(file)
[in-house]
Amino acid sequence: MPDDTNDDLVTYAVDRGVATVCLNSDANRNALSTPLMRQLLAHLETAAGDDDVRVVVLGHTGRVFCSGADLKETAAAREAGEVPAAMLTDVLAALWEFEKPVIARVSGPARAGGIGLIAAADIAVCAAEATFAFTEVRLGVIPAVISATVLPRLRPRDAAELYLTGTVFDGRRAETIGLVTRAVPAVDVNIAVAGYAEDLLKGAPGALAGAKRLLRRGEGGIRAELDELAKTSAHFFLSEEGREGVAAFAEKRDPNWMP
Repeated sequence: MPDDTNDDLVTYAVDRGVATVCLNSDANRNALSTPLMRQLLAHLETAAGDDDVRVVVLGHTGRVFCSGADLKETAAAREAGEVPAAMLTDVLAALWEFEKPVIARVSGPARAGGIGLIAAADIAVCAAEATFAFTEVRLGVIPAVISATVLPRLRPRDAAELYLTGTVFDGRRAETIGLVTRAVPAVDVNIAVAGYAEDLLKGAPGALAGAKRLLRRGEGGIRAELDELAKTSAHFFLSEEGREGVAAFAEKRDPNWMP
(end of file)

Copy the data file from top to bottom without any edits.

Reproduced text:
[in-house]
Amino acid sequence: MPDDTNDDLVTYAVDRGVATVCLNSDANRNALSTPLMRQLLAHLETAAGDDDVRVVVLGHTGRVFCSGADLKETAAAREAGEVPAAMLTDVLAALWEFEKPVIARVSGPARAGGIGLIAAADIAVCAAEATFAFTEVRLGVIPAVISATVLPRLRPRDAAELYLTGTVFDGRRAETIGLVTRAVPAVDVNIAVAGYAEDLLKGAPGALAGAKRLLRRGEGGIRAELDELAKTSAHFFLSEEGREGVAAFAEKRDPNWMP
Repeated sequence: MPDDTNDDLVTYAVDRGVATVCLNSDANRNALSTPLMRQLLAHLETAAGDDDVRVVVLGHTGRVFCSGADLKETAAAREAGEVPAAMLTDVLAALWEFEKPVIARVSGPARAGGIGLIAAADIAVCAAEATFAFTEVRLGVIPAVISATVLPRLRPRDAAELYLTGTVFDGRRAETIGLVTRAVPAVDVNIAVAGYAEDLLKGAPGALAGAKRLLRRGEGGIRAELDELAKTSAHFFLSEEGREGVAAFAEKRDPNWMP